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Ascospores are formed in ascus under optimal conditions.  Typically, a single ascus will contain eight ascospores (or octad). The eight spores are produced by meiosis followed by a mitotic division. Two meiotic divisions turn the original diploid zygote nucleus into four haploid ones. That is, the single original diploid cell from which the whole process begins contains two complete sets of chromosomes. In preparation for meiosis, all the DNA of both sets is duplicated, to make a total of four sets. The nucleus that contains the four sets divides twice, separating into four new nuclei – each of which has one complete set of chromosomes. Following this process, each of the four new nuclei duplicates its DNA and undergoes a division by mitosis. As a result, the ascus will contain four pairs of spores. Then the ascospores are released from ascus.
The ascospores of Blumeria graminis are formed and released under the humid conditions.  After landing onto a suitable surface, unlike conidia, ascospores of Blumeria graminis showed a more variable developmental patterns.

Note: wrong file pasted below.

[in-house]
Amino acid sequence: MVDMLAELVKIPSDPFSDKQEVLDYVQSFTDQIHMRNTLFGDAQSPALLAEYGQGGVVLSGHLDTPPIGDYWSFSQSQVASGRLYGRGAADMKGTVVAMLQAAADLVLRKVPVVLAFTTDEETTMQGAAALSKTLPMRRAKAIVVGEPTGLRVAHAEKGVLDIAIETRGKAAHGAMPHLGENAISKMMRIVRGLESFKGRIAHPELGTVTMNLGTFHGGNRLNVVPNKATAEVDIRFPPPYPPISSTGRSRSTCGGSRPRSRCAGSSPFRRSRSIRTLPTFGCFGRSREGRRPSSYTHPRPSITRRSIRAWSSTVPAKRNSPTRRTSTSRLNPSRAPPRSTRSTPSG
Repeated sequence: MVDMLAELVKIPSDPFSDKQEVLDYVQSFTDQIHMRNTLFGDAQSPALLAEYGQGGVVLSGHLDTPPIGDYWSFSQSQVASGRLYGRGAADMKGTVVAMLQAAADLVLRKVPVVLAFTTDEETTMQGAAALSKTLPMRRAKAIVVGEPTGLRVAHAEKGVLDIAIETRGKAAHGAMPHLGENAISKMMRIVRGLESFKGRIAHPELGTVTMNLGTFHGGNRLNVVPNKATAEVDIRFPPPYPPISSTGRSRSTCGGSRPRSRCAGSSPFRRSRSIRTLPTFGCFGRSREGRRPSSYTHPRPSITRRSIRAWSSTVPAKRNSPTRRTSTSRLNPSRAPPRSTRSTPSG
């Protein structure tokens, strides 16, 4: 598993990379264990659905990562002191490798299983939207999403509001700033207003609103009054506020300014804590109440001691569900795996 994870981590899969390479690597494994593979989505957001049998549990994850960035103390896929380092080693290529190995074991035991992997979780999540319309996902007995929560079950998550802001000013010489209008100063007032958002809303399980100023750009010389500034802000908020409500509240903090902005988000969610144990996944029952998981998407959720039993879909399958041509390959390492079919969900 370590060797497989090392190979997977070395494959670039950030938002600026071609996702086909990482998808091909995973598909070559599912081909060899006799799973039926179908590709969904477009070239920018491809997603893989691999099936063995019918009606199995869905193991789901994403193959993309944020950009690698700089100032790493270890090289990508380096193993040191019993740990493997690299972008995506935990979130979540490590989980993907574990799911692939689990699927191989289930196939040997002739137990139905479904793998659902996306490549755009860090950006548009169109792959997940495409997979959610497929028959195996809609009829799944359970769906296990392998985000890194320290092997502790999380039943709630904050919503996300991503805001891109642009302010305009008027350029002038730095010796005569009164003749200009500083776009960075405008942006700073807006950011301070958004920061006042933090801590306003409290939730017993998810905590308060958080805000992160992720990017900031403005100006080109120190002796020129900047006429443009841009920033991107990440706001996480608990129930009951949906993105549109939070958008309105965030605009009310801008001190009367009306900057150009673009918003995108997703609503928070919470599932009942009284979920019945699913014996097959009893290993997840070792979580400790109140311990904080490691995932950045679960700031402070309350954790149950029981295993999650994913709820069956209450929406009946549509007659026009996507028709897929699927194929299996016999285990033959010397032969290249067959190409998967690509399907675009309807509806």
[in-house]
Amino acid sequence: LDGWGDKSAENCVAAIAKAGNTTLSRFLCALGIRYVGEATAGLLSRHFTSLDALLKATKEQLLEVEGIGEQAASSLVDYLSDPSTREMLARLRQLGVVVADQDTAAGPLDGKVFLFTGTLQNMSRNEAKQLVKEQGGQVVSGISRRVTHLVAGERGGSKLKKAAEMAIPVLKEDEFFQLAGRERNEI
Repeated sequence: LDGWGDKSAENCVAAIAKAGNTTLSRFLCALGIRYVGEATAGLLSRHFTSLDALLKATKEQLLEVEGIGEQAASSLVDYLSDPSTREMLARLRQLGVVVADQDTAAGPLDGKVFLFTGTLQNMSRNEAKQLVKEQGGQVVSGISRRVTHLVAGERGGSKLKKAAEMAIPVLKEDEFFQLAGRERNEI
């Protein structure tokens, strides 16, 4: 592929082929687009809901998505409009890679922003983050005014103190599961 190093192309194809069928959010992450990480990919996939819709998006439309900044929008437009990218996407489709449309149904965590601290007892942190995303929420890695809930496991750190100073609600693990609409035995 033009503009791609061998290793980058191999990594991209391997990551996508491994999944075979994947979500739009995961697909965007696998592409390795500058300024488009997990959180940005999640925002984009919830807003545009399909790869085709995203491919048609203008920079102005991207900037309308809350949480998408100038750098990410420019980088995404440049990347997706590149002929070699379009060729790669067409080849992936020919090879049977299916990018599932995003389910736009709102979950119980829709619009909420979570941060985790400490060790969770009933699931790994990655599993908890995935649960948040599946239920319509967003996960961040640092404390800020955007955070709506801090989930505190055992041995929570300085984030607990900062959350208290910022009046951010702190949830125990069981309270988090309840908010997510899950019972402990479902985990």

The fungi Saccharomyces produces ascospores when grown on V-8 medium, acetate ascospore agar, or Gorodkowa medium. These ascospores are globose and located in asci. Each ascus contains one to four ascospores. The asci do not rupture at maturity. Ascospores are stained with Kinyoun stain and ascospore stain. When stained with Gram stain, ascospores are gram-negative while vegetative cells are gram-positive.
The fission yeast Schizosaccharomyces pombe is a single-celled haploid organism that reproduces asexually by mitosis and fission. However, exposure to the DNA damaging agent hydrogen peroxide induces pair-wise mating of haploid cells of opposite mating type to form transient diploid cells that then undergo meiosis to form asci, each with four ascospores.  The production of viable ascospores depends on successful recombinational repair during meiosis.  When this repair is defective a quality control mechanism prevents germination of damaged ascospores. These findings suggest that mating followed by meiosis is an adaptation for repairing DNA damage in the parental haploid cells in order to allow production of viable progeny ascospores.
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